Fewer number of centrally sponsored schemes cited as reason for fall in allocation.
New Delhi: NITI Aayog, which replaced the erstwhile Planning Commission, is slowly and steadily losing its prominence as the country’s premier think-tank. Not just that it has a limited role in its new avatar, funds to Aayog has also been declining ever since its inception in 2015. The sharpest drop of 86.74 per cent came in FY17 when its budgetary allocation fell to mere Rs 293.14 crore against Rs 2,211.63 crore in the previous year.
Though the fall has largely been on account of fewer number of centrally sponsored schemes (CSS) and separation of the Unique Identification Authority of India (UIDAI) from Aayog, it is a fact that the NDA government has limited its role as a mere advisory body and also cut its extensive manpower and pan-India offices.
"Niti Aayog is a lot different from erstwhile Planning Commission that followed ‘one size fits all’ approach to economic planning in a command economy structure. The states are a lot diversified now and following different models for development and growth. In this scenario, planning itself has limited role so a smaller Aayog can fit the bill," said an economist connected with the commission earlier.
Whatever may be its role, after the change of name from Planning Commission to NITI Aayog or National Institution for Transforming India, the government's disinterest for command planning has seen sharp cuts in allocation for the new body. In the period before its beginning, the Planning Commission's allocation increased to Rs 2,607 crore in FY15 from Rs 1,676 crore in 2011-12.
But since its start in 2015, Aayog has got a lot lesser funds with a mere Rs 339.65 crore allocated for current fiscal year FY19 as against Rs 2,211.63 crore given in FY16.
According to an RTI reply, before the NITI Aayog came into force in 2015, the annual allocation for erstwhile Planning Commission was very high. The allocation increased to Rs 2,607 crore in 2014-15 from Rs 1,676 crore in 2011-12. In 2015-16, it stood at Rs 2,211.63 crore but since then allocation has seen a dramatic fall with Rs 293.14 crore given in FY17, Rs 252.52 crore in FY18 and Rs 339.65 crore in FY19, the RTI reply has revealed.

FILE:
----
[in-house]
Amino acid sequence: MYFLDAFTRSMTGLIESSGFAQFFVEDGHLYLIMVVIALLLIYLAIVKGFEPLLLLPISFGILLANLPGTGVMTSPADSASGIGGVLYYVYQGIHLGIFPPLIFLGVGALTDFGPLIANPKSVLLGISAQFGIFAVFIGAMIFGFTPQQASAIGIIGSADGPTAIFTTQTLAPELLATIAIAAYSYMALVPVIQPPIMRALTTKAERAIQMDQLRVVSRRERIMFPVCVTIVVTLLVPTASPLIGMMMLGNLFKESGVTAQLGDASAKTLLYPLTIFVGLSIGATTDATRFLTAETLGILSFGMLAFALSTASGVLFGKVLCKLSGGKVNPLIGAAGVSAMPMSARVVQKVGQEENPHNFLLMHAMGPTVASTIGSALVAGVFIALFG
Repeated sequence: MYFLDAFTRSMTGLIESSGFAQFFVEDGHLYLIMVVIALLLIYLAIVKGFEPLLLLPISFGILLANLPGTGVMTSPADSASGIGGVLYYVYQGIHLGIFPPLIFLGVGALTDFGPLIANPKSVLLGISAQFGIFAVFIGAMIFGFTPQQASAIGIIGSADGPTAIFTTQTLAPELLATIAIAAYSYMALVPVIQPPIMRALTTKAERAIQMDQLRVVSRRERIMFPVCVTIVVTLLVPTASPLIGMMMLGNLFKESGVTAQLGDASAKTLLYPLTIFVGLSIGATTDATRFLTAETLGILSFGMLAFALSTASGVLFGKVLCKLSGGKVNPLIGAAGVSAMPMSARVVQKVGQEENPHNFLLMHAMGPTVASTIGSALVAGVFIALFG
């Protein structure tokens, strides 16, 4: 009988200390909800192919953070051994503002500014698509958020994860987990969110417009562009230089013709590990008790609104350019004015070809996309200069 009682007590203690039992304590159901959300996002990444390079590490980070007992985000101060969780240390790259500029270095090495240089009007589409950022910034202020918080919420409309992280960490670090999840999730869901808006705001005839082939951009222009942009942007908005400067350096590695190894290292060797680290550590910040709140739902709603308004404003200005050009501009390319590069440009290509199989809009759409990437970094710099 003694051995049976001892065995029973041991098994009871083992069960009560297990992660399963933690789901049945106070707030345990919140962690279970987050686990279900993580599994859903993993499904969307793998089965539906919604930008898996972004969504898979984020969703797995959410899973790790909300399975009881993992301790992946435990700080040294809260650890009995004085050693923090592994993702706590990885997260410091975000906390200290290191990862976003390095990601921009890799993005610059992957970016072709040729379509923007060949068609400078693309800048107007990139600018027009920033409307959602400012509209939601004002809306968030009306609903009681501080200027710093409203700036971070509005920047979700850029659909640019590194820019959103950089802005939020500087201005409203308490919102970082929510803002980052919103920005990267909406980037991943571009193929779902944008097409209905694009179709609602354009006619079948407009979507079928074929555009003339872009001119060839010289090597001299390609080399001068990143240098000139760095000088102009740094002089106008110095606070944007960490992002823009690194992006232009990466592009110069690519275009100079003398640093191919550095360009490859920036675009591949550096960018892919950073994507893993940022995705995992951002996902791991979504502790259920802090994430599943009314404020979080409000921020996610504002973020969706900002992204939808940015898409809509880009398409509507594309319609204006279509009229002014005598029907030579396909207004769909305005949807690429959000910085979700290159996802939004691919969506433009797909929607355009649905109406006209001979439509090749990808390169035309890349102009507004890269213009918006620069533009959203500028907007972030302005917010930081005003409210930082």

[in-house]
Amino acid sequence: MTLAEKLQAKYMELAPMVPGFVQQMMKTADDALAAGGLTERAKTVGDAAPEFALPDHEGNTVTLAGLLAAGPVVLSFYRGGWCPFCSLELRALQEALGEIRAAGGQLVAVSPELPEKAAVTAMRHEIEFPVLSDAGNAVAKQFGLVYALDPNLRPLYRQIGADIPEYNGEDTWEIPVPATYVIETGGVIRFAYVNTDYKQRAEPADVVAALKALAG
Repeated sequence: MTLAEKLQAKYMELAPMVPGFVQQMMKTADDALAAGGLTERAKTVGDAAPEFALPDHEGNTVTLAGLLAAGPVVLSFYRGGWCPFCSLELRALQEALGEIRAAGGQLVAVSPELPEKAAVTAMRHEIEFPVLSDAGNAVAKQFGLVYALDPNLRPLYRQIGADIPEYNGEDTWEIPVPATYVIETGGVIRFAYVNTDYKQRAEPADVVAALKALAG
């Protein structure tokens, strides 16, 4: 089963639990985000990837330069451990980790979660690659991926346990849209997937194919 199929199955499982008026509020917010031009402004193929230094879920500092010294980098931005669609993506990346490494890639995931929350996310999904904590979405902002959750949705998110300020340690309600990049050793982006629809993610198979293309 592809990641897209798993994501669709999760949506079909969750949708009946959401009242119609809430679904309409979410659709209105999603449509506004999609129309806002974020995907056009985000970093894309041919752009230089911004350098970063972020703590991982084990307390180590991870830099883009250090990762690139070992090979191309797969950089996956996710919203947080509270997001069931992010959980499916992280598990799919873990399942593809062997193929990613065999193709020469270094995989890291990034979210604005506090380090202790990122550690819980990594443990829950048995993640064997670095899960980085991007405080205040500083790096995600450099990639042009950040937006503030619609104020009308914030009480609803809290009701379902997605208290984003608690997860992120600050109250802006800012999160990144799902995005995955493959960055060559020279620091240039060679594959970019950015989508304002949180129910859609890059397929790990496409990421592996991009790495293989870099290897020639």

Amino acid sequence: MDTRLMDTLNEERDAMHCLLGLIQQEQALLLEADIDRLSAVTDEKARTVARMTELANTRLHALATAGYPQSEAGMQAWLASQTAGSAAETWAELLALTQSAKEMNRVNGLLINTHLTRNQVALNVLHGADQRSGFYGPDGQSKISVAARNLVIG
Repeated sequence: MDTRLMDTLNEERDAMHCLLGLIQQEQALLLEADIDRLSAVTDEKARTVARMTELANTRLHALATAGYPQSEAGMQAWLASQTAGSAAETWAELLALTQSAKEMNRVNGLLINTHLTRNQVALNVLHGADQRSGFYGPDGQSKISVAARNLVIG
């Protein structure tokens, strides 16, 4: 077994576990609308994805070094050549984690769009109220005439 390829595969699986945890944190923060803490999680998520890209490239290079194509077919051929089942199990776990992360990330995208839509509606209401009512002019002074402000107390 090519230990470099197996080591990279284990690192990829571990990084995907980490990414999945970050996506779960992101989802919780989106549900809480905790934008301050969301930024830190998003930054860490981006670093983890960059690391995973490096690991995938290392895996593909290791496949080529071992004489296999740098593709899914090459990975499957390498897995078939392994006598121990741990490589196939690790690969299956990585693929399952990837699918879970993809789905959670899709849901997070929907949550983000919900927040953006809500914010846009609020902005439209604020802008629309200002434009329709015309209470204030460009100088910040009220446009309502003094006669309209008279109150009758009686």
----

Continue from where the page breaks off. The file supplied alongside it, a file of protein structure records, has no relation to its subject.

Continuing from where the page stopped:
It added that allocation for Unique Identification Authority of India (UIDAI) and Public Finance Management System (PFMS) formed a part of Planning Commission’s and Niti Aayog's overall allocations till FY16. With these bodies getting separated from Aayog now, the allocations has also seen a fall.
NITI Aayog, as the premier ‘think-tank’ of the Government of India has been crucial in navigating and charting the course of the country in matters of national and international importance on the economic front, dissemination of best practices from within the country and from other nations, the infusion of new policy ideas and specific issue-based support. India’s first chief statistician and economist Pronab Sen said that from FY12 to FY16, there were many factors involved in the allocations in the Planning Commission-turned NITI Aayog. “For last three years, from FY17 to FY19, the annual allocation does not include UIDAI, PFMS and others.
Hence, the allocation figure would be obviously much lower than earlier previous years,” Sen said. He added that the government has already cut the size of staff drastically, from over 1,200 earlier in Planning Commission to less than 350 in NITI Aayog now,” he added.
Its not only funds that has seen a fall, but Niti Aayog's shrinking domain is also evident from its move last year when 15 of its regional offices, spread across the country shut down their shutters. With central schemes now being given to states for implementation and monitoring wirth funds being released directly by finance ministry, need for monitoring by a centralised agency (earlier the role played by Planning commission ) has become needless.
Though NITI Aayog has no powers for fund allocation to states like the erstwhile Planning Commissi-on, the think-tank has been playing a role in policy making, the latest among them being expansion of the minimum support price scheme for crops and the national health protection scheme.
Since its inception on August 2015, Aayog has occupied a space in India’s policy environment. Thro-ugh ambitious recommendations and dynamic initiatives, NITI has mobilised its expertise as the ‘think-tank’ of the government, in areas such as, envisaging a roadmap for revitalising Indian agriculture and doubling farmer’s income, framing of new guidelines for devolution of dedicated funds for SC/ST community, national energy policy, national nutrition strategy, national medical council bill, national medical strategy, recommendations on strategic disinvestment of CPSEs among others.